The Aviation Safety Reports are monitored and categorized to determine trends or weaknesses in the system. If a trend is noticed in an increase in go-arounds at particular airports, then maybe it is an ATC issue. ATC can be worked with and possibly procedures changed to make the system safer for everyone.

Also, maybe Air Canada finds through the Aviation Safety Report that we are doing a lot of go-arounds at a new airport that we are flying to. They can investigate and it might be determined that there is often a tailwind on approach that the pilots don't anticipate. This information can be added to our charts to give us a better understanding of the local conditions at airports that we don't fly to often.

Also, something that has been noticed in the reports from the pilots is that while we are great at doing go-arounds from minimums (we all get that in the simulator, right?) we are not so good at conducting go-arounds from a higher altitude (ie...outside the outer marker). As a result Air Canada has been concentrating on giving us go-around practice from various heights on the approach.

So in answer to your question, while Air Canada's policy is to report a go-around through the Aviation Safety report, it is definitely considered no jeopardy.
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Old 23rd Mar 2008, 13:46
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Thumbs up

"I have gone around many times........"
You did two of those with me. Mind it was sh1te wx in LPFR that day eh!!

Your company, my ex has a great safety culture in general, but that is not so at all companies. At EK, you MUST file an ASR for any go-around, wx or non wx go around. However, if the approach is not going to be stabilised by what is in reality very complex criteria, then you go around, no questions. The company would rather us do that than push on, which is fair enough. The safety bods review the QAR data, to check compliance with the stabilisation criteria, and those that transgress get hauled in. We have no union or gate-keepers for the Safty managment system

Keep the sunny side up

EGGW
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Old 23rd Mar 2008, 14:26
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Hi,

thought in EK its only a requirement to report a G/A if below 1000 ft. That's my understanding, which could be wrong.

Rgds.

Last edited by Khaosai; 23rd Mar 2008 at 14:37.
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Old 23rd Mar 2008, 15:40
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My company requires an ASR for any G/A. Some airfields identified as having more G/A's from visual approaches than others using recorded data and training directed as such.

Just the way it should be in my book. All G/A 's have a root cause, some are possible to reduce others, such as weather, are not.
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Old 23rd Mar 2008, 15:52
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There have been many accidents (normally wipe outs) during go-arounds. These are invariably because the crew was unprepared for the event. Yes, I know it is covered in the approach/landing brief (or should be) but how much attention is paid to this item. I find that, if I get my students into the mental attitude that all approaches are for a GA and that landing is a bonus, they fare much better and even the most complicated GA procedures (Coventry westerly) are handled well.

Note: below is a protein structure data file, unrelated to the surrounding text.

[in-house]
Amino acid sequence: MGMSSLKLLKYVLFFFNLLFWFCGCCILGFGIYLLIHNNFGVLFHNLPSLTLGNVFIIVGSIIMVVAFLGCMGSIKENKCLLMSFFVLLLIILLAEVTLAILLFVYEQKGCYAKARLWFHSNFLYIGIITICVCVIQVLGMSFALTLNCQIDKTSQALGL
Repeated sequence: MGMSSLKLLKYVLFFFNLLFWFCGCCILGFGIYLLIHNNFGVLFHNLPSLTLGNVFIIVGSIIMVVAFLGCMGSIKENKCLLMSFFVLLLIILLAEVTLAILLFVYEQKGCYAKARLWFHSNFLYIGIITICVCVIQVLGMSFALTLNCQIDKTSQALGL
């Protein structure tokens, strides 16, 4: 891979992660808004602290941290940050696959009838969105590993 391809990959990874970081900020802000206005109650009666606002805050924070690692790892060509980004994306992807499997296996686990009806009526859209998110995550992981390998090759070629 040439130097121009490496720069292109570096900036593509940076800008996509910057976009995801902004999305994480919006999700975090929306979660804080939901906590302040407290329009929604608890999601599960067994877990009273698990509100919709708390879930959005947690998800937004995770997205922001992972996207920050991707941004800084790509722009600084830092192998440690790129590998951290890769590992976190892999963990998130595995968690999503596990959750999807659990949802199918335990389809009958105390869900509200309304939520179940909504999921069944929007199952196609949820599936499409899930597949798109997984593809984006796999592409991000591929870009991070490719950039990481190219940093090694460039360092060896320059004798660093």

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Old 23rd Mar 2008, 16:48
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I can understand the point of filing reports for trend monitoring with no jeopardy but there will still be the omg if I go around I will have to fill in a report, couldn't be @rsed with it!
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Old 23rd Mar 2008, 16:51
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EGGW, congrats btw. She is too good for you though!!

If I remember they tried to put a FCA 757 in the hold at the same level as us that day, a note from a trainer saying "see what happens if you send boys to do a man's job"!!!
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Old 23rd Mar 2008, 19:07
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It's good to have management doesn't hassle about a GA, but surely it's worth recording somewhere, if only to note that a particular approach needs a bit more practice either for everyone or particular pilots? Obviously there will be the spread of general "something went wrong" but common factors need to be collated somewhere. Even if it's an anonymous tick sheet where you fill in the name of the airport and tick the "wind", "cock-up", "runway occupied", or other reason and put it in the box, it's got to help.
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Old 23rd Mar 2008, 19:31
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With Quick Access Recorders a company's Flight Safety Dept. can monitor Go-Arounds and look for dangerous trends etc without Pilot reports.

My previous employer had this system but, at a Flight Safety meeting the "non-pilot" who monitors these things came up with the statistics that there was a big issue over the increase in G/A's on the new fleet (737). Over 20 were recorded at one airport in two or three days. I think his face went red when told that crew training was in progress.
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Old 23rd Mar 2008, 19:47
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What a load of crap !

As modern professional commercial pilots, why are you afraid of executing a go-around in accordance with company/manufacturer ?

That seems to be what people are saying !
Almost every airline now has a flight data analysis programme, so if its 'problem go-around', the safety man is going to come looking for you anyway !

'No fault go around policy' - you are the CAPTAIN - everything is your fault.

We talk on this forum all the time about the dumbing down of the industry; about the fact that no one respects us anymore - but we get really excited when we have a 'No fault' policy